1. Wan and three weans to Scotstoun

  2. Wan tae the Croass

  3. Gie's a hon wi the messages

  4. Wharlla stick ma wean's buggie?

  5. Awayyego, it's nivir that dear!

  • a.Please give me a hand with my groceries

  • b.Where will I put my child's pushchair?

  • c.No, it can't be that expensive!

  • d.A single to Charing/Anniesland etc. Cross

  • e.A single and three halves to Scotstoun

The correct answers are:
  • 1 = e
  • 2 = d
  • 3 = a
  • 4 = b
  • 5 = c

Part 2

Now listen to the phrases by a Scots speaker and record yourself saying them. Then compare your pronunciation with our model.

You can record your response here, but this facility requires a free OU account. Sign in or register.
Skip transcript

Transcript

Listen

Wan and three weans to Scotstoun.

Wan tae the Croass.

Gie's a hon wi the messages.

Wharlla stick ma wean's buggie?

Awayyego, it's nivir that dear!

Model

Wan and three weans to Scotstoun.

Wan tae the Croass.

Gie's a hon wi the messages.

Wharlla stick ma wean's buggie?

Awayyego, it's nivir that dear!

End transcript
 
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Gradually, confidence to develop a variety of televised applications, both short-form comic and long-form dramatic, of Scots language developed. By the 1970s it took off. The 1971 BBC adaptation of Sunset Song was highly regarded and, while its Scots was somewhat diluted, it was still seen as difficult to understand.beyond Scotland.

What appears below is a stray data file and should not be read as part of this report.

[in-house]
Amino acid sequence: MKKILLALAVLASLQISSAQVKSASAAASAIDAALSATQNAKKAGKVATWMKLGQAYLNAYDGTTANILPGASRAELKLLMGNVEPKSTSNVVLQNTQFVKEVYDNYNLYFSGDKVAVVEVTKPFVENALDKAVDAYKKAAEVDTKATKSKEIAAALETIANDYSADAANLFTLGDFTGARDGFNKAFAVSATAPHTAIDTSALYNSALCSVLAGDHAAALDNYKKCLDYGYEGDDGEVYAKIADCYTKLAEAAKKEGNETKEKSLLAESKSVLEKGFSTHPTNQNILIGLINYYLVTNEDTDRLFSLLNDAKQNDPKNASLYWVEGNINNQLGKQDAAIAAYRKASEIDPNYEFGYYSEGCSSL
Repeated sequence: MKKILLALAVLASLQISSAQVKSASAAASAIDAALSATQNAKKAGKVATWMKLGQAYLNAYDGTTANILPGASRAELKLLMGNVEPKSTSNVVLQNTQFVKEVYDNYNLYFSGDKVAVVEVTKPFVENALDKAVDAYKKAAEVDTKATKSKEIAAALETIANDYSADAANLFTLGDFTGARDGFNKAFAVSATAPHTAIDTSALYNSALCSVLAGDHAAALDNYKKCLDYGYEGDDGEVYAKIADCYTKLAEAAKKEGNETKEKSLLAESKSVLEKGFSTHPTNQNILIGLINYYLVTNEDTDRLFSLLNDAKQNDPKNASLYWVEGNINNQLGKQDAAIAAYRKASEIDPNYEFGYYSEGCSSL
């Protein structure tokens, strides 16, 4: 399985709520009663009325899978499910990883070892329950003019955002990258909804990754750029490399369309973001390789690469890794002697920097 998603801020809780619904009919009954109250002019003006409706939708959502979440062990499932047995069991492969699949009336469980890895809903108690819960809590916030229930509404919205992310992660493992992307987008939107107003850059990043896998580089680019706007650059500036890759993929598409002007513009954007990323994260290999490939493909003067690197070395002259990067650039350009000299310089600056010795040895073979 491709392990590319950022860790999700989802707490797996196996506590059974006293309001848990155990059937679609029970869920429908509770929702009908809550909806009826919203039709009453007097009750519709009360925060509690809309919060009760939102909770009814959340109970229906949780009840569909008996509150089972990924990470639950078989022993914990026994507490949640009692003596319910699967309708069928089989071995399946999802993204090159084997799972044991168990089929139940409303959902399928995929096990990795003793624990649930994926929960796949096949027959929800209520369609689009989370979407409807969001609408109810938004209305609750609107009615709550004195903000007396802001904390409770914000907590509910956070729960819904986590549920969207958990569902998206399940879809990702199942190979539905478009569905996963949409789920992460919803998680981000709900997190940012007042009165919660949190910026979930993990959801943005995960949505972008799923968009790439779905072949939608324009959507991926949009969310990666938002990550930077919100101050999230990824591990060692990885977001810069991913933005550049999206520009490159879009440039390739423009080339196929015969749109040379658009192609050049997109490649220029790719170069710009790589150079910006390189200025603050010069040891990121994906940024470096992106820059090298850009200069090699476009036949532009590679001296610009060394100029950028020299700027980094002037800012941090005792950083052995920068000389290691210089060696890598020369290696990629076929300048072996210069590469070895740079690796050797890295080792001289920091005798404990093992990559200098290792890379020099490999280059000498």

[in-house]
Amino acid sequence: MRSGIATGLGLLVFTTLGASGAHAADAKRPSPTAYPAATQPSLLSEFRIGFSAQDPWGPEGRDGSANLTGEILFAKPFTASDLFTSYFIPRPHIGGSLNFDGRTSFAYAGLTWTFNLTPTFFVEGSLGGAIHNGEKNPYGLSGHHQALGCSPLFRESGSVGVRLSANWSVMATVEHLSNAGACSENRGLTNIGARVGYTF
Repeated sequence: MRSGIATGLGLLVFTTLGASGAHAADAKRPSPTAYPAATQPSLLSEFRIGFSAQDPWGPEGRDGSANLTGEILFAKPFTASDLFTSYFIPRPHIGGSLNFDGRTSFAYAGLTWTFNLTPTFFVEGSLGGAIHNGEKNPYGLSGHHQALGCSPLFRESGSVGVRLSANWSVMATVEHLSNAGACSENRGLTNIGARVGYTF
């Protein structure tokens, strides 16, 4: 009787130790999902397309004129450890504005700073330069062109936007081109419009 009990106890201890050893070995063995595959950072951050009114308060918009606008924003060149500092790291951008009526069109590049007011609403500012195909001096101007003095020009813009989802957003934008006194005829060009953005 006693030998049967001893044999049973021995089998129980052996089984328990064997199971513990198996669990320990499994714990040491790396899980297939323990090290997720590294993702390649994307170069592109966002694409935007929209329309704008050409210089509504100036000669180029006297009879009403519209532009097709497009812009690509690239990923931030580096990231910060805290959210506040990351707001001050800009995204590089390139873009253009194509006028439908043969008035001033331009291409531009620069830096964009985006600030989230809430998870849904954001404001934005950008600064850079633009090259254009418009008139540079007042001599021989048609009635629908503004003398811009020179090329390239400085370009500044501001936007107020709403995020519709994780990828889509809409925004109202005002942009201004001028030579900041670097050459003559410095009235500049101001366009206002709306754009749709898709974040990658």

In the next year, Peter McDougall, employing uncompromising Scots language dialogue in Just Your Luck, initiated his series over the next three decades of key Scots language dramas for the BBC, often dealing with contemporary sectarian issues and set in or near his native Greenock.

The potential of Scots as a serious televised dramatic language was established.

While such a series as Taggart, launched by STV in 1983, is much parodied and often derided, its role in bringing, if not fully developed Scots, a Scots patois into the mainstream of detective soap should not be scorned. While later in the 1980s John Byrne, whose use of Scots on stage has already been mentioned, wrote two emotionally powerful Scots language series, Tutti Frutti (1987) and Your Cheatin’ Heart (1990), that achieved popular acclaim beyond Scotland.

Though there is a tendency for Scots on television still to be used in comedy drama, often Scots-speaking writers use it there subversively. Ian Pattison’s series Rab C Nesbitt (1990-2014) used Glaswegian-Scots to blackly comic and often social satirical effect. Alan Cumming and Forbes Masson in their spoof air-line series The High Life (1994-5) wrote apparently in Scottish Standard English but smuggled in many Scots language jokes.